DS: What are your thoughts of working with a supporting cast this stacked with Hollywood and Bollywood legends?

Magon: I think I’ve watched a lot more movies than any of the other guys and for me it was great to have the chance to work with Anupam Kher, who has been in over 300 movies. I never worked a scene with him. I mean, I have half a scene with him where I created my own line, but just to be around a guy who has done that many films and I am working on my first is really something. The experience that he has being on set and dealing with directors is something that I can’t even begin to imagine. It was intimidating, but I couldn’t wait for it.

Hassan: I never had any intimidation, just excitement for such a great opportunity. I don’t think it’s the type of environment where you get intimidated or scared. It’s really supportive and everyone wants to do well. No one will step over your toes so you look bad. Everyone wants to make each other look good. It’s not the same as being on the ice. It was inspiring. Rob Lowe, on the North American side, is just inspiring to watch. And Anupam Kher is like Rob Lowe times four. And Sakina Jaffrey as his wife; every time she hugs her son in the film, and she does five or six takes each time, just gives a flawless delivery every time.

Mukadam: Rob Lowe is like a living legend in Hollywood. He’s one of those iconic guys from the Brat Pack back in the day. He is super cool and super handsome. I do have a little bit of a man crush on him. He’s super chill and he brings this vibe into the room that everyone picks up on, but he’s like, you know, whatever.

Magon: I think I can speak for all of us when we say we love to ad lib, but when you love to do that and you are in a scene where you have no lines and you want to say something but you have someone like Rob Lowe in front of you, you start thinking if you should do something or not. So we have this scene where we are all really tired and hungover after we had a really rough night and a worse practice where Rob Lowe as the coach has to storm into the locker room. I didn’t have a line, but I really just wanted to do something, and in the scene he came up and he’s just talking to me and I just yawned this big massive yawn right in his face, just being disrespectful and he just says “YOU’RE JUST GONNA YAWN RIGHT IN MY FACE?” And then, I was like, is he acting? Then after the scene he came over and said it was really good, and I’m just thinking, thank God, you know? But that’s what I’m talking about when I say we were really supportive and we were all willing to try.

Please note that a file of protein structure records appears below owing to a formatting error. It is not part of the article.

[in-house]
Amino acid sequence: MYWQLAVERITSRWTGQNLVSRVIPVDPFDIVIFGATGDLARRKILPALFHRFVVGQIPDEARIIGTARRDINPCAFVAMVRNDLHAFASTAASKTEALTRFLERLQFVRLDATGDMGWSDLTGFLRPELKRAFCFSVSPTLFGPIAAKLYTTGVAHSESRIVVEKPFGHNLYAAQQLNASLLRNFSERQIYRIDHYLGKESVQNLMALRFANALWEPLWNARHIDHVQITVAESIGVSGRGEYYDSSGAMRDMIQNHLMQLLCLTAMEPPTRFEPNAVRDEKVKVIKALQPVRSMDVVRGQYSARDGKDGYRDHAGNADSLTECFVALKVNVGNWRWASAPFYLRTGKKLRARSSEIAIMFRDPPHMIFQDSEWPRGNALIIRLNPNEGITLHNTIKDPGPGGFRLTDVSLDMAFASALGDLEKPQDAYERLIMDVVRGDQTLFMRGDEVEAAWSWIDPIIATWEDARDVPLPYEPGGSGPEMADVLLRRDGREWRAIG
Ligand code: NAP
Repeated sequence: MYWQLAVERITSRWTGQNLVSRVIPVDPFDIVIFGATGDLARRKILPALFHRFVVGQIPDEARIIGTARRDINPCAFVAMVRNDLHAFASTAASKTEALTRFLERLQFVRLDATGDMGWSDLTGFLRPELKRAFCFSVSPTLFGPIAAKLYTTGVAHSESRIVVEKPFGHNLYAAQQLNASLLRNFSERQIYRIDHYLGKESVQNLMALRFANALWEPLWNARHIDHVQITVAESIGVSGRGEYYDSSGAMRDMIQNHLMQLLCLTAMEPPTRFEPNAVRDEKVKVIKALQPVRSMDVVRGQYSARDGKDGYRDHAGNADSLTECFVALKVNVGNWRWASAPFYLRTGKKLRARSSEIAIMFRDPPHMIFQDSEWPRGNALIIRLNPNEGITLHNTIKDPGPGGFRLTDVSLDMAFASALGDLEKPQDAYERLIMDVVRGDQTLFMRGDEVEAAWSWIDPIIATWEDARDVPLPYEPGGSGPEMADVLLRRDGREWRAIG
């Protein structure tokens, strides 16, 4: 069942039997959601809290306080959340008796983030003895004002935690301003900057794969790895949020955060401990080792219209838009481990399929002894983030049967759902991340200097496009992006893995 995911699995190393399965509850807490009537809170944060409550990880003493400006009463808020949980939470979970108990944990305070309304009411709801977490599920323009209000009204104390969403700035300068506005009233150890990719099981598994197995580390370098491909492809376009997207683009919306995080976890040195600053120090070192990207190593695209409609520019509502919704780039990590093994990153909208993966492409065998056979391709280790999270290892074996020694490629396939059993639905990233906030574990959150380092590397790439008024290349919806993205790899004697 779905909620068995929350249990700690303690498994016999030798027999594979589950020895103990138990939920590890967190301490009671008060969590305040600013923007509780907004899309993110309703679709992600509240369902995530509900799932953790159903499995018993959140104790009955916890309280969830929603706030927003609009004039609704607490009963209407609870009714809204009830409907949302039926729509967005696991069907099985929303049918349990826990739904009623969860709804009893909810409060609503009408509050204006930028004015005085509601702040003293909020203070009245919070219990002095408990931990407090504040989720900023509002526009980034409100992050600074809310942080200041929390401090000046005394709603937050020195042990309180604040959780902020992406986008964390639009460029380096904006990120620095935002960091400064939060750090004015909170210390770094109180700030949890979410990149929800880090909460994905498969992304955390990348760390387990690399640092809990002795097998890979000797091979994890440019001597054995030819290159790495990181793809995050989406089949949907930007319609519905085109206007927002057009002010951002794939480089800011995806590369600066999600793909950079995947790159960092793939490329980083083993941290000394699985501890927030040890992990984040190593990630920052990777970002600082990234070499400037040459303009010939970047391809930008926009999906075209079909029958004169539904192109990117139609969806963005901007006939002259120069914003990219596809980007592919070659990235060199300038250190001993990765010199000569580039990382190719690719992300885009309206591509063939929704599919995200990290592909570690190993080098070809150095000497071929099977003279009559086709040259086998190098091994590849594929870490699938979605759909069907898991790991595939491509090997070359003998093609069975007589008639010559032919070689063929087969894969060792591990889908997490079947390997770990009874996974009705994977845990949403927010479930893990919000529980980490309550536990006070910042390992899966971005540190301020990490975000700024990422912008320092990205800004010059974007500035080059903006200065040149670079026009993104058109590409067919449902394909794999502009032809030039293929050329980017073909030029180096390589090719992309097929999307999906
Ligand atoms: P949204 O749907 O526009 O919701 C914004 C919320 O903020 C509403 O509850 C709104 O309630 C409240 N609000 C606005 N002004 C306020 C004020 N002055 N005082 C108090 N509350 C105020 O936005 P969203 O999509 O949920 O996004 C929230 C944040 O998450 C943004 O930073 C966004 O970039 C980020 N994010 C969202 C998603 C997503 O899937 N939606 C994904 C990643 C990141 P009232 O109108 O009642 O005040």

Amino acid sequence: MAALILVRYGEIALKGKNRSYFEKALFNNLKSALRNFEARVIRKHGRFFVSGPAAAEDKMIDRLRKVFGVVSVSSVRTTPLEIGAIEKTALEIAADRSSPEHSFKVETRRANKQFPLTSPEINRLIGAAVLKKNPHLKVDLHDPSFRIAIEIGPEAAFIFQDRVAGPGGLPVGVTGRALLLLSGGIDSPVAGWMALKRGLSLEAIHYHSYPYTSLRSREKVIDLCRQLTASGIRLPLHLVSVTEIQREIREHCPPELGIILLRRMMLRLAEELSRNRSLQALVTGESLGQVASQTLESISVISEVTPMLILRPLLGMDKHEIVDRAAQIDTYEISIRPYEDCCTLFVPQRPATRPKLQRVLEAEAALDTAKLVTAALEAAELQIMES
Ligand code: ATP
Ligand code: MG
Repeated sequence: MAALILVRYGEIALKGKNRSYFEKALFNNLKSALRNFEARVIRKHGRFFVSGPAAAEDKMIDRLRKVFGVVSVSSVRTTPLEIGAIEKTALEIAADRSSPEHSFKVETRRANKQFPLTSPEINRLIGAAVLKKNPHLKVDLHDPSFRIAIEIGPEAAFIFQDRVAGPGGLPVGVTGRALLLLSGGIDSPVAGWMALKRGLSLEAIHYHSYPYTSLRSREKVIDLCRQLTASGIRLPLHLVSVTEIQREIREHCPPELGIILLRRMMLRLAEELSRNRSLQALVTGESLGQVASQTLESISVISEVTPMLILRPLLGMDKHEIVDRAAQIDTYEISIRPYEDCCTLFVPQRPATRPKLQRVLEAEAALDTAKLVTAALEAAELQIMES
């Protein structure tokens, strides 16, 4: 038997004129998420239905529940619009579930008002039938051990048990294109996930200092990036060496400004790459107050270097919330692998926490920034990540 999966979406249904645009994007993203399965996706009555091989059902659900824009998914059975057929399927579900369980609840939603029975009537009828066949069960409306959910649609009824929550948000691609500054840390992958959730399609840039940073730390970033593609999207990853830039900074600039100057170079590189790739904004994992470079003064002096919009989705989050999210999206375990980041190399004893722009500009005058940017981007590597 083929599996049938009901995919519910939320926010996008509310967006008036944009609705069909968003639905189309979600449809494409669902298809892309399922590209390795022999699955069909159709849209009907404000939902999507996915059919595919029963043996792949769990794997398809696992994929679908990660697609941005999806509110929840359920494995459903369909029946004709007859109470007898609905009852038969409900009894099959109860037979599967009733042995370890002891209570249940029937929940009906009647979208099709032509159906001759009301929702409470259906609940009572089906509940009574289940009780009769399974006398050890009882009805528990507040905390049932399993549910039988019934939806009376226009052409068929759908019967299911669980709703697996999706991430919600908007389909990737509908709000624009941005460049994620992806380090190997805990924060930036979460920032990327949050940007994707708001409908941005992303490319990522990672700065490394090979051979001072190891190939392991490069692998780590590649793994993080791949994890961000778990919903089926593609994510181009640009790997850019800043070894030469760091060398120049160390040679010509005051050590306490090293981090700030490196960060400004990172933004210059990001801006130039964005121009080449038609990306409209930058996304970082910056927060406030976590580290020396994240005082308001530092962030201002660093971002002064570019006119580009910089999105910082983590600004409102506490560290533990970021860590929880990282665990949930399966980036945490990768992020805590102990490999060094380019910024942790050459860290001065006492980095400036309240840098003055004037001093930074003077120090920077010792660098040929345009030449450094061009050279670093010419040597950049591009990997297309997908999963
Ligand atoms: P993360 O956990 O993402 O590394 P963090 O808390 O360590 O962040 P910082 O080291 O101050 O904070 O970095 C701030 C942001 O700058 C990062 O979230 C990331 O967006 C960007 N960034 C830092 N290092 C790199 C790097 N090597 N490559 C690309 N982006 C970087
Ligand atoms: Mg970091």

Singh: I think the way that he took on the coach wasn’t like your typical coach. When people expect a coach, I think people are going to have different expectations than what Rob does. He’s sort of reluctant and it really works.

Mukadam: Yeah, you’re right. It’s kind of like if Youngblood grew up to become a coach. And the way he was on set. You would never see someone with that kind of experience just be that relaxed. Actually, maybe because of his experience it’s why he’s so calm.

Singh: And Russell Peters, he’s like a one man bomb, you never know when he’s going to go off. He keeps you on your toes because he is so razor sharp and his mind is always racing and he’s always checking every angle.

Mukadam: It’s like playing a game of double dutch with him, you have to know when to get in and when to get out. I’ve always been a really big fan so it was a real treat to be able to work with him.

Breakaway opens in theatres across Canada September 30th.